The King is Dead, Long Live Decentralized Markets?

On May 7th, 2019 The dark web news site, Deep Dot Web, had its website seized and administrators arrested through a coordinated effort with the U.S. FBI and European law enforcement agencies via Europol. The U.S. has charged the two with money laundering conspiracy due to the millions in dollars they received as “kickbacks” for affiliate marketing links to marketplaces selling illicit goods.

In this post, we will look at the takedown of Deep Dot Web, the potential rise of decentralized marketplaces, and the threat they pose to your information security. We will also discuss the impact decentralized marketplaces will have on the development of breach management processes and the necessity of automation when monitoring a decentralized market structure.


The seizure of Deep Dot Web is just the latest in what seems to be a cyclical process of dark web policing and market rebuilding. Walk with us through the dark web takedown timeline.

In 2013, when the Silk Road was taken down, many replacement markets began to rise to fill the market demand for illegal and illicit substances, and by 2017, AlphaBay was the clear successor in this void. Providing drug-addicted users access to their vices was good business as the site grew more massive than the Silk Road. It was taken down in a two-pronged attack, which included hijacking a second marketplace and re-writing code to de-anonymize and install beacons on users’ computers. However, none of that stopped the rise of Wall Street Market, a behemoth marketplace, which was taken down earlier in the same week as Deep Dot Web.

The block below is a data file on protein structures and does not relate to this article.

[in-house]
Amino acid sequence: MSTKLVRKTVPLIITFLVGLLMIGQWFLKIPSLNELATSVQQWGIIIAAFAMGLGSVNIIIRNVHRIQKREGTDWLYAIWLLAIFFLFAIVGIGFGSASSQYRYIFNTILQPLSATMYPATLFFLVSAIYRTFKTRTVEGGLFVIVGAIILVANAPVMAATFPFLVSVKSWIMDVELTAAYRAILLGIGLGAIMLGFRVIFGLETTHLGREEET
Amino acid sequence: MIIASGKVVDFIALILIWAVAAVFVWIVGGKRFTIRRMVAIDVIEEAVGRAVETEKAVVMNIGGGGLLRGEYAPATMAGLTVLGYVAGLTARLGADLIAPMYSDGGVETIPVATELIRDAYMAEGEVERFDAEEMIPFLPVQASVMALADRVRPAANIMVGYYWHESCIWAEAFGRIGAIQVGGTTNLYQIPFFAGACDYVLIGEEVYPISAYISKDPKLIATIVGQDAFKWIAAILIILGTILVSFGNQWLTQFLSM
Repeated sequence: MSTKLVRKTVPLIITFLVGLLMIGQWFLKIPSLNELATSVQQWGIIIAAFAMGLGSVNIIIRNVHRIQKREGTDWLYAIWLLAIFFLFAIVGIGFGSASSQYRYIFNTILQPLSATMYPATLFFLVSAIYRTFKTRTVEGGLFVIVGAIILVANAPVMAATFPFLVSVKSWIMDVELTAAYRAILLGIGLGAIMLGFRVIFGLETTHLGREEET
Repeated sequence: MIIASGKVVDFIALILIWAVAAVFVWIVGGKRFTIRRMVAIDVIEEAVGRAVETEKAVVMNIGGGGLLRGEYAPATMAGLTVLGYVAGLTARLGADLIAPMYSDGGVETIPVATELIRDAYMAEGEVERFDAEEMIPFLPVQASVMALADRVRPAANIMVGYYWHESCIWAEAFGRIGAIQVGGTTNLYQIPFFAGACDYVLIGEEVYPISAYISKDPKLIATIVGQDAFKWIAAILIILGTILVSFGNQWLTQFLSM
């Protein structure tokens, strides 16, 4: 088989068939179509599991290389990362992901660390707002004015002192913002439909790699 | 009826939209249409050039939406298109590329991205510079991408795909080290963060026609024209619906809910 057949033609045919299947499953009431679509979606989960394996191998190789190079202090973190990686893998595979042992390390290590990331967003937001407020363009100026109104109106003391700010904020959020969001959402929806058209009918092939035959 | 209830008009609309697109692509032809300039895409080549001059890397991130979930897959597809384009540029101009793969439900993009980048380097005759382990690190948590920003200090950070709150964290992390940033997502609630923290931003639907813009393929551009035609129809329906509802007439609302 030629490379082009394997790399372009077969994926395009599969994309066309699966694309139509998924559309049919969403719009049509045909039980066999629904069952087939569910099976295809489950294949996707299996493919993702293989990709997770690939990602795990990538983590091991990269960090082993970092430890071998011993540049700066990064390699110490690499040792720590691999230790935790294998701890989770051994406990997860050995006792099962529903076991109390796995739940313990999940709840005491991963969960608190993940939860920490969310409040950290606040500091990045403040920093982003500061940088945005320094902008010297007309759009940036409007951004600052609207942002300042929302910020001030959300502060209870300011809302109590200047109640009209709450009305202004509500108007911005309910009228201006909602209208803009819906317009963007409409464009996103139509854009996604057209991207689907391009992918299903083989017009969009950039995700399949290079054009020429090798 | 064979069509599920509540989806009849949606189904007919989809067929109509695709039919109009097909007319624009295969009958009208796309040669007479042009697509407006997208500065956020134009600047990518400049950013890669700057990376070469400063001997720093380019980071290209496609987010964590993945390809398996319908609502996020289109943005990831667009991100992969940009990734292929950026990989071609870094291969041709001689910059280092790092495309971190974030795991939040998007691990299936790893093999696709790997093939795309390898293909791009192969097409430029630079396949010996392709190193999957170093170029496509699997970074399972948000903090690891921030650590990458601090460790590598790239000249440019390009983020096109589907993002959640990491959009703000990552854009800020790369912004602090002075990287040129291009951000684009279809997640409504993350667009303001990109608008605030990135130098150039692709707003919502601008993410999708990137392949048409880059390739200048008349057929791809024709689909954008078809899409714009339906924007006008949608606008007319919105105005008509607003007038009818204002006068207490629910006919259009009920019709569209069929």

Wall Street had over 1.1 million customer accounts and over 5,400 vendors in 2019, 6 years after the fall of the Silk Road. A clear signal that dark web marketplaces will continue to exist and even grow in use. Nicolas Christin, a Carnegie Mellon computer scientist, believes that the pattern of bust and boom will continue when it comes to dark web marketplaces saying, “History has taught us that this ecosystem is very, very resilient… It’s part of a cycle, and we’re in the chaotic part of the cycle. We’ll have to see how it recovers. But if I were a betting person, I would put more money on it recovering than on it dramatically changing.”

The continued prevalence of dark web marketplaces seems guaranteed. Markets will continue to exist, grow in use, and evolve to protect themselves.


Since the fall of the Silk Road Platform in 2013, over 100 dark web marketplaces have come and gone. Less than 20 of these have been shuttered by law enforcement, and even then, the most skilled vendors mitigate risk with technology, laundering funds via cryptocurrency, and communicating only via encrypted channels. The dedication to anonymity to thwart arrest and other consequences will continue to result in an evolution in the sophistication of the methods used to do so.

The dark web community, as well as law enforcement and cybersecurity professionals, are all well aware of the vulnerabilities of today’s dark web markets – trust and centralized servers. These two “flaws” allow for the seizure of these markets, but what if they are circumvented by the development of decentralized dark web markets? What impact would that have on the protection of data and policing of these marketplaces?